Valerie's Salsa Variation

* 1/4 tsp sugar
* 1/4 tsp salt
* 1/4 tsp ground cumin
* 1 lime, juice freshly squeezed
* 1 whole jalapeno pepper, stem removed, quartered and roughly chopped
* 1 whole habanero pepper, stem removed, quartered and roughly chopped
* 1/2 medium onion, roughly chopped
* 1 can (28 oz) whole peeled tomatoes, drained
* 2 cans (10 oz) Original Rotel (diced tomatoes with chilis), drained
* 1 bunch cilantro
* 1 clove garlic


In an 8 cup (64 oz) sealable container, combine the sugar, salt, and cumin.  Squeeze the lime juice directly into the container and swirl to mix the spices into the lime juice.

In your food processor, combine the two peppers and the onion.  Drain the can of peeled tomatoes and add to the food processor.  Process until the mixture reaches your desired texture.  For me, that's about 3-5 seconds of processing, with a couple pulses afterwards to catch any errant pieces.

Pour the mixture from the food processor into your container with the lime juice/spice mixture.  Mix with a rubber spatula.

Return the food processor to the base.  Chop the tops off the cilantro, roughly chop it, and add to the food processor.  Press the garlic into the food processor as well.  Finally, drain the two cans of Rotel and add to the food processor.  Process just as before, then add to the container.  Mix well with a rubber spatula and refrigerate.

This salsa keeps well in the refrigerator and works fantastically for so many things.  Top your scrambled eggs with some salsa.  Take some with you to Subway or Big Town Hero to use as a condiment on your sandwich.  Of course, make chips and salsa.  It's so versatile!  :)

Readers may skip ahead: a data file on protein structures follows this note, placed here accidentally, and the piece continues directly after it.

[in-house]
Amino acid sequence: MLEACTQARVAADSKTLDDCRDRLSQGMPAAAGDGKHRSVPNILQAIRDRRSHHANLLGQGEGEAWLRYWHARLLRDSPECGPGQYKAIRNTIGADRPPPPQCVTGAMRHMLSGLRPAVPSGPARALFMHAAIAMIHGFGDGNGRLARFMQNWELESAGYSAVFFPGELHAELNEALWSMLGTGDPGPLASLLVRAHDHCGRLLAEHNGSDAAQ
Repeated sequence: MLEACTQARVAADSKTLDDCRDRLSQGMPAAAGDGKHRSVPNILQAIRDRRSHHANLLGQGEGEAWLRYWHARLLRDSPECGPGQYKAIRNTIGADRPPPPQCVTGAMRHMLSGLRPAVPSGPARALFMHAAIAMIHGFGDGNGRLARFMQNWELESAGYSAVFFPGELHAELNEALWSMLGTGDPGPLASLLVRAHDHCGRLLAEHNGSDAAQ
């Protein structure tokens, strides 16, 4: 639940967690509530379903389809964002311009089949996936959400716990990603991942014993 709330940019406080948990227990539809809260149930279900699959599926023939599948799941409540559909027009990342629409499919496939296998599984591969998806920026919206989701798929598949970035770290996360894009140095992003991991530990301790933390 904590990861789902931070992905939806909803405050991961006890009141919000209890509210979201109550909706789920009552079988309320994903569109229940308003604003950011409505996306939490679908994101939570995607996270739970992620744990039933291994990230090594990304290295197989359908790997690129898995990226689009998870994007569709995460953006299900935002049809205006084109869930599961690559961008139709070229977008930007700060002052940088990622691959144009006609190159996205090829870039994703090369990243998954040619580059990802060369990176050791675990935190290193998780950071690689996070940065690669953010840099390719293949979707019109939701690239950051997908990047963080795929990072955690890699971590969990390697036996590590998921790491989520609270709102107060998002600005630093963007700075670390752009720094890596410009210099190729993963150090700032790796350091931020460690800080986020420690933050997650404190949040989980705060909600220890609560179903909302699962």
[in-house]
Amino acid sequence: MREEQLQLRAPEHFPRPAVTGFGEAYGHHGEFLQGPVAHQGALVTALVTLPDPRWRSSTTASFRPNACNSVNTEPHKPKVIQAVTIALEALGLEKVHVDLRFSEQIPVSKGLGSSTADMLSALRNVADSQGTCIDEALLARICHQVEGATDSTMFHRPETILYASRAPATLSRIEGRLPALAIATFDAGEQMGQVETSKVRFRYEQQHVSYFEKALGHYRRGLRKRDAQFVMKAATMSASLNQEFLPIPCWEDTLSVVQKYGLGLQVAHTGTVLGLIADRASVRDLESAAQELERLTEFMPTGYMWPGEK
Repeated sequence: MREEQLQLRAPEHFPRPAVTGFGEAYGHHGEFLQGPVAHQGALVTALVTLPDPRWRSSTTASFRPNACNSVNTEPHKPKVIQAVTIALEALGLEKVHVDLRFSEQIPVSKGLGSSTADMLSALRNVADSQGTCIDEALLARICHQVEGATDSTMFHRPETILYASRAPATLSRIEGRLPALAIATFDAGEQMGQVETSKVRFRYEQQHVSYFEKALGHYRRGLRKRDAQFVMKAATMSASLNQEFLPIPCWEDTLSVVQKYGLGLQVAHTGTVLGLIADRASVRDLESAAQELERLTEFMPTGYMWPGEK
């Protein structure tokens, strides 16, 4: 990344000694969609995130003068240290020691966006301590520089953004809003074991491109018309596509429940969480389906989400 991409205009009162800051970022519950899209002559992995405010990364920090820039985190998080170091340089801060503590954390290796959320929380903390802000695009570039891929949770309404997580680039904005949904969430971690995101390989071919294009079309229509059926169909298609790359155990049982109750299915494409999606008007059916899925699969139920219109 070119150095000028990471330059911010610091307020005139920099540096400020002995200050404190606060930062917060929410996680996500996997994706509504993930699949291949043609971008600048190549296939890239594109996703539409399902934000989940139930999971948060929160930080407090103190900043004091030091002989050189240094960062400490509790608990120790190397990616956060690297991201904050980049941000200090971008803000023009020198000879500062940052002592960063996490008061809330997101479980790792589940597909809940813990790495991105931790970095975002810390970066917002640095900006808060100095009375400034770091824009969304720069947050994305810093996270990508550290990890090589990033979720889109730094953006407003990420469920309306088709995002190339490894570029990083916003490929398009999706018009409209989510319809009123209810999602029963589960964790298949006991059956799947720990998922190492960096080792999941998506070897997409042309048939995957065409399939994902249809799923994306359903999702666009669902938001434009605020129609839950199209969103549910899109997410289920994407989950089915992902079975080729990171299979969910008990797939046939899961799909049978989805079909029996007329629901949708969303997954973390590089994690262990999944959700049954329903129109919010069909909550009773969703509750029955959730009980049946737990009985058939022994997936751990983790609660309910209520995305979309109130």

Sunday, January 29, 2012

Potato Chowder with Bacon and Sausage

Potato Chowder with Bacon and Sausage
Serves 6-8

This is super tasty and is made in the microwave.  It takes about 30 minutes or so to make.  You'll need a deep covered microwave-safe 3 Qt dish.  I have a stoneware one from Pampered Chef (their Deep Covered Baker), but glass (Pyrex) works just as well.  The recipe is adapted from a Pampered Chef recipe.

* 3 russet potatoes (about 2.5 lbs)
* 3.5 cups 2% milk, divided
* 4 oz cream cheese (regular or reduced fat, but not fat free)
* 2 Tbsp butter or margarine (I always use butter)
* 2 green onions, with tops
* 4 oz (1 cup) sharp cheddar cheese, shredded
* 6 slices bacon, cooked and diced
* 0.5 pound mild italian sausage, cooked and drained
* 1.5 tsp salt
* 0.5 tsp pepper

Set cream cheese on counter to come to room temperature.  Cook bacon, drain on paper towels, and dice when cool.  Set aside.  Cook sausage, drain, set aside.  Slice green onions thin and set aside.

Slice the potatoes in half lengthwise and score skin with knife.  Place in a deep microwave-safe covered dish.  Pour 0.5 cup milk over potatoes, cover, and microwave on HIGH for 10 minutes.  Remove from microwave and rearrange potatoes so the outside ones move to the inside and vice versa.  Cover and return to microwave and cook on HIGH for 10 more minutes or until potatoes are soft.  Coarsely mash potatoes and skins (scoring the skins makes this easier).

While potatoes are cooking, whisk cream cheese until smooth.  Slowly add remaining 3 cups milk, whisking until smooth.  Add salt and pepper and whisk to combine.